# How to accurately calculate the electromotive force for various conditions in a salt water battery?

This question is on the same topic as this one but more complex. So, let's consider the cell with $\ce{Zn}$ and $\ce{Cu}$ electrodes inside the $\ce{NaCl}$ solution. On the $\ce{Zn}$ electrode we have $$\ce{Zn + 2Cl^- -> ZnCl2 + 2e^-},$$ and on the copper one $$\ce{H3+O + e^- -> 1/2 H2 + H2O}.$$

For both reactions we can find standard electrode potentials, but they are given for normal conditions, and $1~\mathrm{M}$ concentration of $\ce{Zn^{2+}}$ and $\ce{H3+O}$. To calculate the EMF for non-$1~\mathrm{M}$ concentration we use the Nernst equation. In this case we have something like $$E=E_0 - \frac{\mathcal{R}T}{n\mathcal{F}}\ln{\frac{[\ce{Zn^{2+}}]}{[\ce{H3+O}]}}.$$ But really in the initial $\ce{NaCl}$ solution we do not have any $\ce{Zn}$ ions (so their concentration is very close to zero and unknown to us). Of course, in few microseconds some $\ce{Zn}$ from electrode will be dissolved creating some finite potential. But in the experiment when putting $\ce{Zn}$ electrode into the same solution we always observe the approximately same EMF value, $\approx 0.8~\mathrm{V}$. How to predict theoretically this value?

Furthermore, my question is how to calculate the EMF of such cell as precisely as possible for different experimental conditions, e.g. different temperature?

I have made an experiment showing that the EMF of a 'cell' with $\ce{Zn}$ and $\ce{Cu}$ electrodes into $\ce{NaCl}$ solution is decreasing when heating the $\ce{NaCl}$ solution.

It's strange, let me explain why. The Nernst equation tells us that EMF is increasing with $T$ when $[\ce{Zn^{2+}}]$ is less than $[\ce{H3+O}]$ (because $\log$ is negative), and otherwise EMF is decreasing with $T$ ($\log$ is positive). But in my opinion the concentration of $\ce{Zn}$ ions is always less than $[\ce{H3+O}]$ because we do not have $\ce{Zn}$ in the initial solution. So then logarithm is always negative so EMF is growing with $T$.
In this case, why do I observe the EMF decreasing for $\ce{Zn-Cu}$ pair?

And the last question. When we talk about $\ce{Zn-Cu}$ pair we assume that zinc dissolves; and the hydrogen gas is created on the copper electrode. But why do I have the EMF when putting into a $\ce{NaCl}$ solution the $\ce{Al}$ ($\ce{Fe, Cr, etc}$) electrodes instead of $\ce{Cu}$, and remain instant the $\ce{Zn}$ electrode? I am not sure that hydrogen is created in such pairs: all these metals have a negative standard electrode potential. Measured EMFs of all these ($\ce{Zn-Al, Zn-Fe, Zn-Cr}$) pairs are significantly different, so the second metal is important in these cases. What reactions are going on in such pairs?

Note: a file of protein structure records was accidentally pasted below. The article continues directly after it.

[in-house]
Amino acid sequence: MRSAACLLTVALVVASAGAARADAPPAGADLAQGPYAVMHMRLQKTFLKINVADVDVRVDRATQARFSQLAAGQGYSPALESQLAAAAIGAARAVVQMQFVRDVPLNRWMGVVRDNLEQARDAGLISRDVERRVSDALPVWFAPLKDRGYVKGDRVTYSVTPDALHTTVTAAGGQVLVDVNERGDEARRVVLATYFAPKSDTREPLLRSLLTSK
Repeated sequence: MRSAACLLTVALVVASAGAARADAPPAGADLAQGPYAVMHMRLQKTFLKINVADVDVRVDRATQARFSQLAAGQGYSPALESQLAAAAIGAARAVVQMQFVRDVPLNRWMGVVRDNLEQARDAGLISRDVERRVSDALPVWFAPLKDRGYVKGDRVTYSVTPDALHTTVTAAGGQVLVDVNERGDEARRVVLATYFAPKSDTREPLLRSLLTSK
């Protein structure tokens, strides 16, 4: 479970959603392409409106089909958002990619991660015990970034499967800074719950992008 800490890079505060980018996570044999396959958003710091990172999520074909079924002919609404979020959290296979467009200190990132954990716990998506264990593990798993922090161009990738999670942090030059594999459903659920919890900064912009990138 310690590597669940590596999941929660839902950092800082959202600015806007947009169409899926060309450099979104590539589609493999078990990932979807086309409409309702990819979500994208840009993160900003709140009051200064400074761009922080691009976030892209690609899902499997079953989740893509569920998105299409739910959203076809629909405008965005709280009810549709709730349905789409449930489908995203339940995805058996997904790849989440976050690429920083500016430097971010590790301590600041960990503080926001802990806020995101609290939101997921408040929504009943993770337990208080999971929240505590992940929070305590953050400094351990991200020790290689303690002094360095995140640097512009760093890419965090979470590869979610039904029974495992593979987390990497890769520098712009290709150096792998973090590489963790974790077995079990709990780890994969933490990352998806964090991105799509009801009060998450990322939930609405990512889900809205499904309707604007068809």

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I suspect that the reason you see a decay in the cell potential of $\ce{Zn/1M~ NaCl/Cu}$ with increasing temperature is due to increased corrosion of zinc. In $\ce{NaCl}$ solutions the anodic corrosion reaction is dissolution of $\ce{Zn}$ as $\ce{Zn^{2+}}$ and the cathodic reaction is reduction of dissolved oxygen to form an insoluble zinc hydroxide (Ichiro Suzuki, Corrosion Science 1985,25 (11), 1029-1034). The insoluble hydroxide passivates the metal surface. So, you have two effects which would contribute to EMF decay: 1) increased $\ce{Zn^{2+}}$ concentration and 2) passivation of the electrode.
• Thank you. But if the cathodic corrosion reaction is primarily shuttled to the copper electrode, we will have some EMF due to it. The standard electrode potential for $$O_2+2H_2O+4e^−\rightarrow 4 OH^−$$ is +0.401. So due to the zinc corrosion we must have EMF of 0.40+0.76=1.16 V at the normal conditions and 1M concentrations? – Martino Jan 8 '15 at 14:11
• The Nernst equation for the corrosion cell is: $$E_{cell}=E_{cell}^{o}-\frac{nF}{RT}ln\left ( \frac{\left [Zn^{2+} \right ]^{2}\left [ OH^{-} \right ]^{4}}{\left [ O_{2} \right ]} \right )$$ The cell potential you gave would be correct for standard state conditions, but the solubility of oxygen in water at room temperature is only about 10 ppm. The other species are also present at concentrations much lower than standard state. As the temperature is increased, the solubility of oxygen would decrease and the cell potential would be shifted in the negative direction. – Qubit1028 Jan 9 '15 at 0:17